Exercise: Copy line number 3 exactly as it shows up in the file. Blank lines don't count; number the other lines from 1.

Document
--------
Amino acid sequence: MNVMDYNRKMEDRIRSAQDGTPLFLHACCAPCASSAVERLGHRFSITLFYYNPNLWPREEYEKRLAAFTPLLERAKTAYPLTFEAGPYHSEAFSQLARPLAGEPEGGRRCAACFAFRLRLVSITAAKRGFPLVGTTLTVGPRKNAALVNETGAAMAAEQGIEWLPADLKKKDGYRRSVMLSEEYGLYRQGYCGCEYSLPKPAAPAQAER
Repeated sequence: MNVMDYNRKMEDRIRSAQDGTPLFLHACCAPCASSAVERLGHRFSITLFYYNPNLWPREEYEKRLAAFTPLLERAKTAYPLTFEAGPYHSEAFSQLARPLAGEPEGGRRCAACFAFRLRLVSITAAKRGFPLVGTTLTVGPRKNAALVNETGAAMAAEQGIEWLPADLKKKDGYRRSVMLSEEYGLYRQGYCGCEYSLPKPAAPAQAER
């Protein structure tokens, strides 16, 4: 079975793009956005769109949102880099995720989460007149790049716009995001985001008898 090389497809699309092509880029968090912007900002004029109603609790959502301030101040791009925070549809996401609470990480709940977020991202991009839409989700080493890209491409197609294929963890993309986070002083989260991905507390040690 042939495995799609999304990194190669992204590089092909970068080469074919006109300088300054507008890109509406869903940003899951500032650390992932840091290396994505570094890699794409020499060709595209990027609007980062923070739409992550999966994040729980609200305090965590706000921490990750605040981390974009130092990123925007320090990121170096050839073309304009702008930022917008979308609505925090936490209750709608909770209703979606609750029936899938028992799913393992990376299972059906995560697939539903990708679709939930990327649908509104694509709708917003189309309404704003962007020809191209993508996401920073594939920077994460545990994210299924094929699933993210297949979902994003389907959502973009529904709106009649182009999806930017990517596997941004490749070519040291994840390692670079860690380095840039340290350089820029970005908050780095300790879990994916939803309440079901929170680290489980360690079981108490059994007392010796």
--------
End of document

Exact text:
């Protein structure tokens, strides 16, 4: 079975793009956005769109949102880099995720989460007149790049716009995001985001008898 090389497809699309092509880029968090912007900002004029109603609790959502301030101040791009925070549809996401609470990480709940977020991202991009839409989700080493890209491409197609294929963890993309986070002083989260991905507390040690 042939495995799609999304990194190669992204590089092909970068080469074919006109300088300054507008890109509406869903940003899951500032650390992932840091290396994505570094890699794409020499060709595209990027609007980062923070739409992550999966994040729980609200305090965590706000921490990750605040981390974009130092990123925007320090990121170096050839073309304009702008930022917008979308609505925090936490209750709608909770209703979606609750029936899938028992799913393992990376299972059906995560697939539903990708679709939930990327649908509104694509709708917003189309309404704003962007020809191209993508996401920073594939920077994460545990994210299924094929699933993210297949979902994003389907959502973009529904709106009649182009999806930017990517596997941004490749070519040291994840390692670079860690380095840039340290350089820029970005908050780095300790879990994916939803309440079901929170680290489980360690079981108490059994007392010796």